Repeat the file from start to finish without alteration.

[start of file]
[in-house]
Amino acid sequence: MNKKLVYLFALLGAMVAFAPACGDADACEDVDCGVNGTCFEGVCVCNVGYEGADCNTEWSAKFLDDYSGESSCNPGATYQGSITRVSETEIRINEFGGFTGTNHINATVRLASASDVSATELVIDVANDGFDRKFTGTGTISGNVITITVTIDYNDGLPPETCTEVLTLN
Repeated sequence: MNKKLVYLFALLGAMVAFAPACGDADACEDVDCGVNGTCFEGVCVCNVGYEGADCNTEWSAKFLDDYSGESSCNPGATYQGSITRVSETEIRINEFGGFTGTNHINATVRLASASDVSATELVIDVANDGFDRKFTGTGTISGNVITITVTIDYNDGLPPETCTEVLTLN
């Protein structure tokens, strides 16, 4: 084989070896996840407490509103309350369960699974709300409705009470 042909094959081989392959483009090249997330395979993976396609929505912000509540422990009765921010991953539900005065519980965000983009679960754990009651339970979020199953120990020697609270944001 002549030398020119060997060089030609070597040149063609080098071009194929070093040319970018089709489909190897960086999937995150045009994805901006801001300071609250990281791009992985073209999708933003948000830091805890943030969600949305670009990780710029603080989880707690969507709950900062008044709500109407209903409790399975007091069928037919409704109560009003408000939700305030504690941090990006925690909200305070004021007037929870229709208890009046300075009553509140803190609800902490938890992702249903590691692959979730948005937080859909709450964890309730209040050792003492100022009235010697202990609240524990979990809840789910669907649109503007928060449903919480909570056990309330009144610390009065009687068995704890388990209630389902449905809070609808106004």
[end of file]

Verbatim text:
[in-house]
Amino acid sequence: MNKKLVYLFALLGAMVAFAPACGDADACEDVDCGVNGTCFEGVCVCNVGYEGADCNTEWSAKFLDDYSGESSCNPGATYQGSITRVSETEIRINEFGGFTGTNHINATVRLASASDVSATELVIDVANDGFDRKFTGTGTISGNVITITVTIDYNDGLPPETCTEVLTLN
Repeated sequence: MNKKLVYLFALLGAMVAFAPACGDADACEDVDCGVNGTCFEGVCVCNVGYEGADCNTEWSAKFLDDYSGESSCNPGATYQGSITRVSETEIRINEFGGFTGTNHINATVRLASASDVSATELVIDVANDGFDRKFTGTGTISGNVITITVTIDYNDGLPPETCTEVLTLN
């Protein structure tokens, strides 16, 4: 084989070896996840407490509103309350369960699974709300409705009470 042909094959081989392959483009090249997330395979993976396609929505912000509540422990009765921010991953539900005065519980965000983009679960754990009651339970979020199953120990020697609270944001 002549030398020119060997060089030609070597040149063609080098071009194929070093040319970018089709489909190897960086999937995150045009994805901006801001300071609250990281791009992985073209999708933003948000830091805890943030969600949305670009990780710029603080989880707690969507709950900062008044709500109407209903409790399975007091069928037919409704109560009003408000939700305030504690941090990006925690909200305070004021007037929870229709208890009046300075009553509140803190609800902490938890992702249903590691692959979730948005937080859909709450964890309730209040050792003492100022009235010697202990609240524990979990809840789910669907649109503007928060449903919480909570056990309330009144610390009065009687068995704890388990209630389902449905809070609808106004």